There is a problem on campus in terms of student involvement and creating effective change. So what is this problem? What is the curse that’s plaguing our campus? Is it lethal? Is it dangerous?
Apathy plagues this campus every day and grinds the gears of change to a halt. Two weeks ago, I wrote about an issue I had with the Activities Programming Board (APB) and the student activity fee. And while APB took it to heart, and some students talked to me about it – expressing both criticism and praise – the issue seemed to be dead in the water with students after about three days.
It seems like a lot of students are struck with a type of paralysis that prevents them from achieving any sort of substantial change.
I have to admit, there is a small group of dedicated students on campus. These are ones who stay up late at night worrying about the future of their organization and commit themselves to promoting their group day after day.
In regards to the APB column from two weeks ago, two such students (APB President Nicole McAllister and SGA President Luke King) contacted me because they wanted to open discussion on the topic – a trait I find admirable.
Each side discussed and explained its stance on the piece, and that proved to be beneficial in reaching an understanding. The issue was on the table, and people were talking about it. This is how change happens.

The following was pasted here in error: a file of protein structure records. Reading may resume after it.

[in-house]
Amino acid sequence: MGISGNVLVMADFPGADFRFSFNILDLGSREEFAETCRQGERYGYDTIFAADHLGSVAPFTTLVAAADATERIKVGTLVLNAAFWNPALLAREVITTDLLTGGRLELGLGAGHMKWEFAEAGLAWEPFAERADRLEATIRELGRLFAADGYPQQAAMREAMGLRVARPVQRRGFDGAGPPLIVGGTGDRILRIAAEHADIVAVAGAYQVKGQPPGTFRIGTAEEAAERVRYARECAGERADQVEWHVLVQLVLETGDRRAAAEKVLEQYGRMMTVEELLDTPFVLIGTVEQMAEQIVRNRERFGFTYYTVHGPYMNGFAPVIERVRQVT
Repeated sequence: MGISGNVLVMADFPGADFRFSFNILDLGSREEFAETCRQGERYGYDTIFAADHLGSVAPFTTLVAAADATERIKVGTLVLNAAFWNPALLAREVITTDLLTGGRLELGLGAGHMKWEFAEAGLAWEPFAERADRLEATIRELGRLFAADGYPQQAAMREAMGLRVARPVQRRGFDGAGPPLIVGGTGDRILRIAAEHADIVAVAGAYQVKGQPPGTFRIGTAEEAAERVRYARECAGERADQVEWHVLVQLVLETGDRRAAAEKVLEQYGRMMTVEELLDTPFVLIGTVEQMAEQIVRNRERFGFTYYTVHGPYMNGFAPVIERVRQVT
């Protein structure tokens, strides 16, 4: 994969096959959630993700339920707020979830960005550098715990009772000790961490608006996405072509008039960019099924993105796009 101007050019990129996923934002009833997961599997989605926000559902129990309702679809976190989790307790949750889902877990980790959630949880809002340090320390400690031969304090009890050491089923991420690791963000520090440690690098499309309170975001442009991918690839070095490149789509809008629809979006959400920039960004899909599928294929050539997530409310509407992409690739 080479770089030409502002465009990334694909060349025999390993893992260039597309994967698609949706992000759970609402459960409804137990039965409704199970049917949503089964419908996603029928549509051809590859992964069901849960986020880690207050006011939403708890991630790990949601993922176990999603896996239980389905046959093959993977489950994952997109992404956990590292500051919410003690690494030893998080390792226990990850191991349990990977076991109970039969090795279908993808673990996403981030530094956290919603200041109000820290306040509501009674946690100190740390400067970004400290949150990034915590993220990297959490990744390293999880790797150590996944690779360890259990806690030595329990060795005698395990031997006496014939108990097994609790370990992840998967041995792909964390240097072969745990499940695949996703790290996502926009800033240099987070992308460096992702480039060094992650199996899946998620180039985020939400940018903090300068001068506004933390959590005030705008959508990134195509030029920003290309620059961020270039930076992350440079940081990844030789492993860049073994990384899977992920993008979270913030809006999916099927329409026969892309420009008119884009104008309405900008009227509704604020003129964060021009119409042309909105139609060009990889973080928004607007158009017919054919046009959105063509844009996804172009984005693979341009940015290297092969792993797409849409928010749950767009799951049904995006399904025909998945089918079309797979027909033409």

We need students with the tenacity of Don Quixote. We need students who will charge at windmills even though everyone else tells them that it’s pointless. We need students who could care less about how this is affecting their resume, and look more at the bigger picture. While I specifically mention both Nicole and Luke, there are plenty more on campus.
But these trends of apathy continue to permeate our campus, despite the best efforts of certain students. For example, look at the issue of the crosswalk on Eighth Street. Talks have been conducted with the City of Erie officials, who were adverse to the idea, and the issue remains static.
I’m not blaming students or anyone in particular. It’s not your fault. We only have four years, and there’s a lot to do – academics, sports, extracurricular activities, etc. SGA has a plethora of things to worry about, and it’s easy for me to sit on my ivory throne of journalism and throw stones.
So all I’m saying is this – participate. Don’t say, “I can’t do it just because it’s never been done.” Don’t entrench yourself in the routine of your life. Don’t avoid confrontation because it’s uncomfortable.
Get motivated. Get angry. Stand up for something that’s going to fail. Confrontation isn’t your enemy, it’s your friend. Only through the active participation of the students can the administration truly recognize what we need. Only then can Gannon University become the place we deserve.